LG Display, one of the leading manufacturers of display technologies, has provided the world’s first transparent OLED displays for the windows of metro trains for a trial in the Chinese cities of Beijing and Shenzhen. Transparent OLED screens are appealing not only for self-driving cars, aeroplanes and metro trains, but also in industries such as smart home and smart building. Because OLEDs are self-illuminating and do not require background lighting, they are able to generate a maximum rate of transparency.
The transparent 55-inch OLED displays installed in the Beijing and Shenzhen metro systems offer real-time information about train schedules, locations, transfers, flights and more. LG Display is planning to expand the transparent-OLED service in the most important metro stations in cooperation with railway companies and manufacturers of metro glass. According to consulting firm Prescient & Strategic Intelligence, the market for transparent displays is expected to grow by 46% annually on average and reach a value of 4.93 billion dollars by 2024.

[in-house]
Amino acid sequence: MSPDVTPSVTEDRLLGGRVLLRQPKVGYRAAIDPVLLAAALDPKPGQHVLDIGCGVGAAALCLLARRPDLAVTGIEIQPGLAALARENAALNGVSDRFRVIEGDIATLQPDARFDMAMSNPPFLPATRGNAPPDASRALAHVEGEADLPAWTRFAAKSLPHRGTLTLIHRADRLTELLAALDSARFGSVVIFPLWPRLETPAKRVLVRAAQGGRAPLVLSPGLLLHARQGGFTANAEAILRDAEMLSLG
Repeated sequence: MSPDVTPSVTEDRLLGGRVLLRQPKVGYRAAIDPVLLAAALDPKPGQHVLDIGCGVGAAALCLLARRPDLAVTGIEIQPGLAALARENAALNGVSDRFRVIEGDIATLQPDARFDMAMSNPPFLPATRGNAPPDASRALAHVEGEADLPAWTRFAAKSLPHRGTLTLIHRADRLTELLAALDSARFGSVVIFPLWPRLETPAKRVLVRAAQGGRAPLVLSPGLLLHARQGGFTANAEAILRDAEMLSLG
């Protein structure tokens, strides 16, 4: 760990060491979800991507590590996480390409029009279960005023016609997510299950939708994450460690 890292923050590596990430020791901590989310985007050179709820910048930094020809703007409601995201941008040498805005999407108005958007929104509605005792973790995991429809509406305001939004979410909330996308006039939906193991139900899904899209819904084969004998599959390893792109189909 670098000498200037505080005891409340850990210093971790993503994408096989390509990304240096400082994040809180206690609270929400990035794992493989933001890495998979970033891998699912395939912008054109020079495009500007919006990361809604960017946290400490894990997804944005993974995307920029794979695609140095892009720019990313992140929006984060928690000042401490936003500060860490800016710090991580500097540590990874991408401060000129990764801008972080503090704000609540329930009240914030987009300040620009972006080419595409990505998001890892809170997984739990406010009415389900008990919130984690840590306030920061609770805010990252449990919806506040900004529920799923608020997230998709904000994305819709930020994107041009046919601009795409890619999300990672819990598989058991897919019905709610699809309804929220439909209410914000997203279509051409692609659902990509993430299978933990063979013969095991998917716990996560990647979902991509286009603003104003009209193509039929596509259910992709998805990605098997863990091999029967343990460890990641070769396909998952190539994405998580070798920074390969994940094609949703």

The Chinese brand Xiaomi is also demonstrating how screens detached from any recognisable casing will soon crop up everywhere. With the Mi TV LUX Transparent Edition, the company is celebrating its tenth anniversary by presenting an ultra-thin OLED television measuring 55 inches diagonally and just 5.6 mm deep in its case. The display is completely transparent when switched off, with all the technology housed in the round base and not on the rear of the device. The device is planned to cost the equivalent of 6,100 euros and is presently only available in China. The question is: do we really want to see the wall behind the television?